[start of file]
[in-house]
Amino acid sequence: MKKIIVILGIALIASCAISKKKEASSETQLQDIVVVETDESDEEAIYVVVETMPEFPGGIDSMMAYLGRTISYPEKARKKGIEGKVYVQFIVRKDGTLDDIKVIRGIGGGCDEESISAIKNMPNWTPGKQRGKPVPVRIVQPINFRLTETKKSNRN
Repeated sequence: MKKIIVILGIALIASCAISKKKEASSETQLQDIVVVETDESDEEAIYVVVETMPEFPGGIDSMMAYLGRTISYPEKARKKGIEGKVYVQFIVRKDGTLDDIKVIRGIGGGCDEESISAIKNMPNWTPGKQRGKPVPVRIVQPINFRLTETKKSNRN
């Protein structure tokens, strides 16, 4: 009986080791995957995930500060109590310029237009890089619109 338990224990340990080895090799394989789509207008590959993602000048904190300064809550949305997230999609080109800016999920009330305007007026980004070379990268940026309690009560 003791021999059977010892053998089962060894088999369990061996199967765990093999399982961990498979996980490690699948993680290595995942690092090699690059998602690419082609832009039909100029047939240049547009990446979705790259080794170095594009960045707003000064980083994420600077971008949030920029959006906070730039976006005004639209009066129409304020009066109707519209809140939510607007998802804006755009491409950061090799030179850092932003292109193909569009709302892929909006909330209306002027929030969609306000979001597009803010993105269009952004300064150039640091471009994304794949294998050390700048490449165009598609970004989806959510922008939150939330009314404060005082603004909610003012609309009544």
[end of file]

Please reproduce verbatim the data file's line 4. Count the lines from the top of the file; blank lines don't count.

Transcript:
């Protein structure tokens, strides 16, 4: 009986080791995957995930500060109590310029237009890089619109 338990224990340990080895090799394989789509207008590959993602000048904190300064809550949305997230999609080109800016999920009330305007007026980004070379990268940026309690009560 003791021999059977010892053998089962060894088999369990061996199967765990093999399982961990498979996980490690699948993680290595995942690092090699690059998602690419082609832009039909100029047939240049547009990446979705790259080794170095594009960045707003000064980083994420600077971008949030920029959006906070730039976006005004639209009066129409304020009066109707519209809140939510607007998802804006755009491409950061090799030179850092932003292109193909569009709302892929909006909330209306002027929030969609306000979001597009803010993105269009952004300064150039640091471009994304794949294998050390700048490449165009598609970004989806959510922008939150939330009314404060005082603004909610003012609309009544």